Randall Park's Long Road to Comedy Gold

The 'Fresh Off the Boat' star on sitcom success and playing Kim Jong-un

Randall Park and Constance Wu in 'Fresh Off the Boat.' Credit: Nicole Wilder

When Randall Park was first approached about starring in a sitcom called Fresh Off the Boat, he was skeptical. The show involved a Taiwanese family struggling to adjust after moving to Florida; the last sitcom with an Asian cast was Margaret Cho's All-American Girl, more than 20 years ago. "There are many theories as to why that is," says Park, a 40-year-old Korean-American, "but in simple terms it's just racism."

But not only did Fresh Off the Boat get picked up by ABC as a midseason replacement, it also became a surprise hit, averaging 8.4 million viewers per episode. The show, set in 1995, is based on a memoir by chef and restaurateur Eddie Huang. Park, who plays Eddie's father with great warmth and a light comedic touch, says he sees a lot of himself in young Eddie — Park also grew up loving hip-hop and struggled to fit into a largely white culture: "People would call me Bruce Lee or Jackie Chan or whatever popular martial artist there was at that time. I also remember the other kids at the lunch table freaking out when I brought in Korean food."

Park was raised in L.A. by strict immigrant parents who wanted him to be a doctor or a lawyer. He began acting in college, and joined a hip-hop collective in the mid-2000s called Ill Again — imagine the Beastie Boys with no success and a multiracial lineup. "It was superfun," he says. "But those days are over. I'm too old to rap now."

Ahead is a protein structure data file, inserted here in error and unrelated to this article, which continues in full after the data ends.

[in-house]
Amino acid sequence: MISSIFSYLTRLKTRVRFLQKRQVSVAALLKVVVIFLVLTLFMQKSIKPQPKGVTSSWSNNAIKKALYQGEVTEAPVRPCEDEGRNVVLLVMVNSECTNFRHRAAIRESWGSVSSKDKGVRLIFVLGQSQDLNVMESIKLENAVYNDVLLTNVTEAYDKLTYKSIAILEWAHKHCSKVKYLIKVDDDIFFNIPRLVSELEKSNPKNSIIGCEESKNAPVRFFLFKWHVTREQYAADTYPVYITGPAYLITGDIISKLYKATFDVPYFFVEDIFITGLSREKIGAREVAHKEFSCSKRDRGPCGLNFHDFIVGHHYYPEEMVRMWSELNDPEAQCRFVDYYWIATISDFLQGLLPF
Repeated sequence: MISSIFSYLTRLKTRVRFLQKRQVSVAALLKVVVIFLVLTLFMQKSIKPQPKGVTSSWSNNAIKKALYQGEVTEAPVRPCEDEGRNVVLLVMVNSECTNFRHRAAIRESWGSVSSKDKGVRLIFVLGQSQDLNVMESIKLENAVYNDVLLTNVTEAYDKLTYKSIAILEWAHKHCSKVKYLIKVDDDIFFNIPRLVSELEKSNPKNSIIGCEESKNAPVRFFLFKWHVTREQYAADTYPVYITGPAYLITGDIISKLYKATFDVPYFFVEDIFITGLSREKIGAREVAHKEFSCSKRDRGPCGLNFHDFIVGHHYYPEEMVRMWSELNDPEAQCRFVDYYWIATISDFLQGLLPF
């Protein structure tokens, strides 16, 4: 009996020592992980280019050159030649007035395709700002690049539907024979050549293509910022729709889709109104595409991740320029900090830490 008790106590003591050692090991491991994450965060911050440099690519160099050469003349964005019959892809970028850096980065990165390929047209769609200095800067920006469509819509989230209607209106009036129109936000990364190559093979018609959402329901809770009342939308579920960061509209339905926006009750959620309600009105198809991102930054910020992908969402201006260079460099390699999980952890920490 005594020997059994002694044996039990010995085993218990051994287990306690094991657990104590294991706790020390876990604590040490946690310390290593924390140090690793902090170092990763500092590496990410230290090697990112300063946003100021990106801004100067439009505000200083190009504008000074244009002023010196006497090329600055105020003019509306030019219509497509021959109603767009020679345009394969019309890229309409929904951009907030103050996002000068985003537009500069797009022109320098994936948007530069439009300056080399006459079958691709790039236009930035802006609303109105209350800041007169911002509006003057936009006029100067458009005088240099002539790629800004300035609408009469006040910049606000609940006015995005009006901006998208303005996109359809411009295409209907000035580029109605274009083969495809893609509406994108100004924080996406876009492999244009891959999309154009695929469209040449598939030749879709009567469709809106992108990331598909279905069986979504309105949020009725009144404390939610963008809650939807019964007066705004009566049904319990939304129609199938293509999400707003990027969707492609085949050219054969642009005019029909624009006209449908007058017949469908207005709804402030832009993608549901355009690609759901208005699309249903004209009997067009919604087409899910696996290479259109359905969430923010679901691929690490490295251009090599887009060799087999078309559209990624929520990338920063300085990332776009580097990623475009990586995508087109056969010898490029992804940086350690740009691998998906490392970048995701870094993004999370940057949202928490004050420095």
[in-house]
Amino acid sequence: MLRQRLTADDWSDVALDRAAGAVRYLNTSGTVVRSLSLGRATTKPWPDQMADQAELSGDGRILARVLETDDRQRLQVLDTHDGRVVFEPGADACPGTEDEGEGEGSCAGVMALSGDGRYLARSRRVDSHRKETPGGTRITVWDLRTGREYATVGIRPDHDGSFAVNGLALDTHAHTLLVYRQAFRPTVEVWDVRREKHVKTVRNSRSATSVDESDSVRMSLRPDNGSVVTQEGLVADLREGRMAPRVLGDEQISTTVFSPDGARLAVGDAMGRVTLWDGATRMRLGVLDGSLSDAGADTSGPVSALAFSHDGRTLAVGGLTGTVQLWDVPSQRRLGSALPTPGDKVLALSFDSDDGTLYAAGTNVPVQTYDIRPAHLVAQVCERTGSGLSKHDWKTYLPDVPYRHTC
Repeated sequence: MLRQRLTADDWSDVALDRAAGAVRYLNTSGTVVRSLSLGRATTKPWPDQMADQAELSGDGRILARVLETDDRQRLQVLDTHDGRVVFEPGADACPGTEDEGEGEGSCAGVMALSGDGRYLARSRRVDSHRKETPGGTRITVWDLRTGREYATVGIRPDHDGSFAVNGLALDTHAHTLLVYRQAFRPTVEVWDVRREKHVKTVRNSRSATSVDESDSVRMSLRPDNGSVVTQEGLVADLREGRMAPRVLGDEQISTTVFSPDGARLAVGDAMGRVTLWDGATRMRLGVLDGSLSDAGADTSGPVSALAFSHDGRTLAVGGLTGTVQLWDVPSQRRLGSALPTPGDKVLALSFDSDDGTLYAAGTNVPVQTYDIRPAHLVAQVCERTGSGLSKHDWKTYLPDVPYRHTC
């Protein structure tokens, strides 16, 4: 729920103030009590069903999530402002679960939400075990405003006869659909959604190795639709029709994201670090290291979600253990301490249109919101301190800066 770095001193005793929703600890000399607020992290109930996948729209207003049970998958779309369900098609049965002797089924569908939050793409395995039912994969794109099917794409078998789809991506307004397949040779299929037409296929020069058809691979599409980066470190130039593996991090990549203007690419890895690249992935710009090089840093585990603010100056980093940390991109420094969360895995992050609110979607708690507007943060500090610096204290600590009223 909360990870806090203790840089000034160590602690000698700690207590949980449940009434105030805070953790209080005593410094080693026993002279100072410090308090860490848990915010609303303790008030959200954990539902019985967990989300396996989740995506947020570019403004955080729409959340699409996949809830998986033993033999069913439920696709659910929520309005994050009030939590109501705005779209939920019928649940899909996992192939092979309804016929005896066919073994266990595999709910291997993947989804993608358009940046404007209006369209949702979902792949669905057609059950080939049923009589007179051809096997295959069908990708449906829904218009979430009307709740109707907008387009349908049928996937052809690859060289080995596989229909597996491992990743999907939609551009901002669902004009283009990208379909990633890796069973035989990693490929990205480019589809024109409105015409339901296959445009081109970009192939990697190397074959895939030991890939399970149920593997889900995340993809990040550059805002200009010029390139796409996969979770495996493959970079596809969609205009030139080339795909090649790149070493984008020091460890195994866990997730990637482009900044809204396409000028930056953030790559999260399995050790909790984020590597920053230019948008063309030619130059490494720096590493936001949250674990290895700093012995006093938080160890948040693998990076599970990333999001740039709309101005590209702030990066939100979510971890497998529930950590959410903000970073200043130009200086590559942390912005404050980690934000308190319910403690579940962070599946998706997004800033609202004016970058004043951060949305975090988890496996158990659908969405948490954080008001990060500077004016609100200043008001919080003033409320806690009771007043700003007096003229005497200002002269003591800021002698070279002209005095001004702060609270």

Trying to make it as an Asian-American actor sometimes proved frustrating. "If a casting breakdown said 'All-American Type' or 'Lead Role,' I knew they weren't thinking of me," he says. But after a slew of small TV roles (including a memorable cameo on The Office), Park finally got his big break last year, playing Kim Jong-un in The Interview

Park played the North Korean leader as a Katy Perry-obsessed man-child struggling to assert his leadership amid fears of being seen as a pale imitation of his father. "I wanted to show that he is tough," Park says, "but there are also moments where you realize he's a complete psychopath." Park studied footage of Kim Jong-un hanging out with Dennis Rodman (noting that Kim was awestruck at the rare chance to meet a celebrity) but found the general lack of personal information about the dictator liberating: "It was freeing for me, because I got to really create this person." Park was dismayed that The Interview was pulled from theaters after North Korean threats — and equally dismayed by the savage reviews it got. "I think it was sharp satire," he says, "but it was lost in all the poop jokes with the critics."

Now, Park's career is humming: Fresh Off the Boat seems sure to get picked up for a second season, and Park will appear in the upcoming Wet Hot American Summer TV series. "I hope I get the chance to keep acting in great projects," he says. "And I hope that none of them cause another
international incident."